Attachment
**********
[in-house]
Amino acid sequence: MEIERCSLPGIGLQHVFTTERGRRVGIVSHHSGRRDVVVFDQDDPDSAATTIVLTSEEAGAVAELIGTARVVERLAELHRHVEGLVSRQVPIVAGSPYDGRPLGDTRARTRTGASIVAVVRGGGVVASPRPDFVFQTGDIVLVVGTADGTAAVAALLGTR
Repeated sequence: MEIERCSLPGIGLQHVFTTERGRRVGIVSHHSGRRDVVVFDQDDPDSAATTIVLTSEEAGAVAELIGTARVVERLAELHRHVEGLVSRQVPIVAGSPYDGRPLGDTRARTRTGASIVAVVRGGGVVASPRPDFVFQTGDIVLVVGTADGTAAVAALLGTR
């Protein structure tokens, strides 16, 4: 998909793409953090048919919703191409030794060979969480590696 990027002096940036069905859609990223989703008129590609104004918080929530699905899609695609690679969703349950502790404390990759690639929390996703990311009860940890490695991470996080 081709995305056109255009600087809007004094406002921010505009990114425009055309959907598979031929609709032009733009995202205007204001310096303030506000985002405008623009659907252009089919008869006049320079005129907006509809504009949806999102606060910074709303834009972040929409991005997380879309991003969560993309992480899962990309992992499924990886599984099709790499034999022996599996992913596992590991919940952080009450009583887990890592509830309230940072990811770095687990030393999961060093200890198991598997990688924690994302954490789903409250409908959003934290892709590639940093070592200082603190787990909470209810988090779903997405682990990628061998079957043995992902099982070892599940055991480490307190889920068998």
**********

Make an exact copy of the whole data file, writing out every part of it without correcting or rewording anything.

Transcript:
[in-house]
Amino acid sequence: MEIERCSLPGIGLQHVFTTERGRRVGIVSHHSGRRDVVVFDQDDPDSAATTIVLTSEEAGAVAELIGTARVVERLAELHRHVEGLVSRQVPIVAGSPYDGRPLGDTRARTRTGASIVAVVRGGGVVASPRPDFVFQTGDIVLVVGTADGTAAVAALLGTR
Repeated sequence: MEIERCSLPGIGLQHVFTTERGRRVGIVSHHSGRRDVVVFDQDDPDSAATTIVLTSEEAGAVAELIGTARVVERLAELHRHVEGLVSRQVPIVAGSPYDGRPLGDTRARTRTGASIVAVVRGGGVVASPRPDFVFQTGDIVLVVGTADGTAAVAALLGTR
């Protein structure tokens, strides 16, 4: 998909793409953090048919919703191409030794060979969480590696 990027002096940036069905859609990223989703008129590609104004918080929530699905899609695609690679969703349950502790404390990759690639929390996703990311009860940890490695991470996080 081709995305056109255009600087809007004094406002921010505009990114425009055309959907598979031929609709032009733009995202205007204001310096303030506000985002405008623009659907252009089919008869006049320079005129907006509809504009949806999102606060910074709303834009972040929409991005997380879309991003969560993309992480899962990309992992499924990886599984099709790499034999022996599996992913596992590991919940952080009450009583887990890592509830309230940072990811770095687990030393999961060093200890198991598997990688924690994302954490789903409250409908959003934290892709590639940093070592200082603190787990909470209810988090779903997405682990990628061998079957043995992902099982070892599940055991480490307190889920068998």